Just like routing numbers, the digits in a credit card number have meanings. The first four to six digits are called the issuer identification number (IIN), or the bank identification number (BIN). This identifies the bank or financial institution that issued the card.

Then, following the IIN is the account number, which is unique to the cardholder, and can be anywhere from 6 to 12 digits. Lastly, each credit card has a check digit that’s used to verify the authenticity of the credit card number. Most credit card networks — Mastercard, Discover, and American Express — use the last digit as a check digit. Only Visa uses the 13th digit.

Blank credit card with the credit card number circled

Credit card number vs. routing number

The 16-digit number on your credit card serves a different purpose than your bank routing number. A routing number is a nine-digit code that is used to route money transfers and other payments through the banking system. And while bank routing numbers are essential for sending and receiving funds between financial institutions, they’re not necessary for credit card transactions.

Your 16-digit credit card number, on the other hand, is used to identify your account and the financial institution that issued the card. Unlike a routing number, a credit card number is unique to you and allows you to make purchases online.

Where can you find your routing number?

You can usually find your routing number by logging into your online banking account and looking for the section called “Account Details.” The routing number will be listed there, along with your bank account number and other important information.

You can also find your routing number on your paper checks. It’s the set of numbers located at the bottom of your check, to the left of your account number.

If you don’t have access to your online banking account or a paper check, you can always call your bank’s customer service line. They should be able to provide you with the correct routing number.

How to keep your bank account information safe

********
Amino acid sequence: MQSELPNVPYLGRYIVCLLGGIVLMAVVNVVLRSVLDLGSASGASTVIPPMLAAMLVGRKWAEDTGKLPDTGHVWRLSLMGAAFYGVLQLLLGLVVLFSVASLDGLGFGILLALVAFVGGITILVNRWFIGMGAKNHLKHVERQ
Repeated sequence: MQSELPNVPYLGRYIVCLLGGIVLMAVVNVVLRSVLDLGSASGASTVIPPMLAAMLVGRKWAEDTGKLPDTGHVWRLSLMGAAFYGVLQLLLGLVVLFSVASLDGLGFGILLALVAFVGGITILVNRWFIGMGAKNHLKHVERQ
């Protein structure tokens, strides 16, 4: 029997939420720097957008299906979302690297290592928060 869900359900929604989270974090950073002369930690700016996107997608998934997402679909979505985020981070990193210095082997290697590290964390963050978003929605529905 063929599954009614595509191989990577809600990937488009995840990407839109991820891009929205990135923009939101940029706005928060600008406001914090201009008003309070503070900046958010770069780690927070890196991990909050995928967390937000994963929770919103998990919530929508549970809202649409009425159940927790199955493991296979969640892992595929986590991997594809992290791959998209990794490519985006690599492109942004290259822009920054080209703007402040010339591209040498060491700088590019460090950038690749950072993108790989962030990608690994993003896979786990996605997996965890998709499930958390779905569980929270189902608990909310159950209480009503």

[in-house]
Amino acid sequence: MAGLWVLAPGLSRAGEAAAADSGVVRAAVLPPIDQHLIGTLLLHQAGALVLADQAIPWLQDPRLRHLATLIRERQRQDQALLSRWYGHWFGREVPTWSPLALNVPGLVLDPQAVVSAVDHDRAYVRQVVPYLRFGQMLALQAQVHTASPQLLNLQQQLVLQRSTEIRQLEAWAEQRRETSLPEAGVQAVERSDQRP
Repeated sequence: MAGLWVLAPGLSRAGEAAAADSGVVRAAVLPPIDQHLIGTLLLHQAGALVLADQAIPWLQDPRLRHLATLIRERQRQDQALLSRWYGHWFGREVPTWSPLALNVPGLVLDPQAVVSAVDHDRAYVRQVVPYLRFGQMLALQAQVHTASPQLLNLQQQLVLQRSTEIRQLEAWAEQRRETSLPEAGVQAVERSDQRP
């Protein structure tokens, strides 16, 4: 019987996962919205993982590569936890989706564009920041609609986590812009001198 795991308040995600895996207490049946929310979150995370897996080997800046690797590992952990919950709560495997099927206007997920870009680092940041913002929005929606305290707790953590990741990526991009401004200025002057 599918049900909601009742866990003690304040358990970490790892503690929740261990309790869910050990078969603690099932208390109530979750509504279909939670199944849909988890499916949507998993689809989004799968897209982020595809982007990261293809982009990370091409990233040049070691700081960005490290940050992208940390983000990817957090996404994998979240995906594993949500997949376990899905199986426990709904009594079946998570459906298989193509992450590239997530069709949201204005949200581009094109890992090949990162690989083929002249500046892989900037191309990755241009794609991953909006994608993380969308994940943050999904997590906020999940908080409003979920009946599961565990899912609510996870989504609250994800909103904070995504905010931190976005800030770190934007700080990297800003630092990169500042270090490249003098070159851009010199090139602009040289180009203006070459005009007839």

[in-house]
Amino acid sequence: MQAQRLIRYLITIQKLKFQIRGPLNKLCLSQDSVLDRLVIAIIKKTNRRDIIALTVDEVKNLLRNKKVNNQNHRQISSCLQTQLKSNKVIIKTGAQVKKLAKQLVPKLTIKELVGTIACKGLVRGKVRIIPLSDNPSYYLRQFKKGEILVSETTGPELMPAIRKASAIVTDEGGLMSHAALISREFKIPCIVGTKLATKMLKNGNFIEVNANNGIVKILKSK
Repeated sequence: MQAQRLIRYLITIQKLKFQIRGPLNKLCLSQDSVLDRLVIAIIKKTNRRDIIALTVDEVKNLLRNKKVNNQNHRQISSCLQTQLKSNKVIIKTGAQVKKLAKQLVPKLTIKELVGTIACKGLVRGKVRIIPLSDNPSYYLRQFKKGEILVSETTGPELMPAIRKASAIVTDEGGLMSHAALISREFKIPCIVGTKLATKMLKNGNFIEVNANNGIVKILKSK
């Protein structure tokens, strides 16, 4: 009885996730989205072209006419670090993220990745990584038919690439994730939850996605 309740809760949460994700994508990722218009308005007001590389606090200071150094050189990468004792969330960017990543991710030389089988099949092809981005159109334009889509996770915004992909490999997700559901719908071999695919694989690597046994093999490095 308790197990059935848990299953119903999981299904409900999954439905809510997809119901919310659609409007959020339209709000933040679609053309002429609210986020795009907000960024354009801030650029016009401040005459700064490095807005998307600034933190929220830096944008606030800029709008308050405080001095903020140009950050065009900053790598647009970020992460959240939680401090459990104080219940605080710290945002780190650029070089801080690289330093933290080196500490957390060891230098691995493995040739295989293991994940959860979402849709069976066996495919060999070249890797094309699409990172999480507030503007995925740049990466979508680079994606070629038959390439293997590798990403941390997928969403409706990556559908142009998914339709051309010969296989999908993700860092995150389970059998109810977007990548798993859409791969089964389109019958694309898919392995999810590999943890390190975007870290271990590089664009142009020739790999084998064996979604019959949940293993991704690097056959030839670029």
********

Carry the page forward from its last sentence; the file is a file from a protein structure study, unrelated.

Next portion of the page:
Your routing number isn’t necessarily sensitive information since accounts at the same bank all share the same routing number. Nevertheless, you’d still want to keep your other account information safe to protect yourself from petty frauds. Here are five tips to help you do just that:

  • Always keep your debit/credit card in a safe place. This means not carrying it around with you unless absolutely necessary. And keeping it in a secure location at home, such as a locked drawer or cabinet.
  • Be careful about who you give your information to. Only provide your bank account or card information to trusted websites and businesses. And make sure you’re using a secure connection when entering the details online.
  • Keep an eye on your bank statements. Regularly review them for any suspicious activity and report any unauthorized charges immediately.
  • Get a card that offers fraud protection features. Fraud protection features help ensure that your card information stays safe and secure, and that you’re not held responsible for any unauthorized charges. Many cards offer fraud protection by monitoring your account activity and flagging any suspicious behavior.

Pro Tip

Scammers will often pressure you for your credit card or personal information and rush you into a purchase. So if you’re ever in doubt about a website’s security or the intentions of the business you’re dealing with, don’t hesitate to walk away or ask for more information.


Does a credit card have a routing and account number?

As mentioned above, credit cards don’t have routing numbers since it’s not necessary. However, just like debit cards, there is an account number associated with each credit card.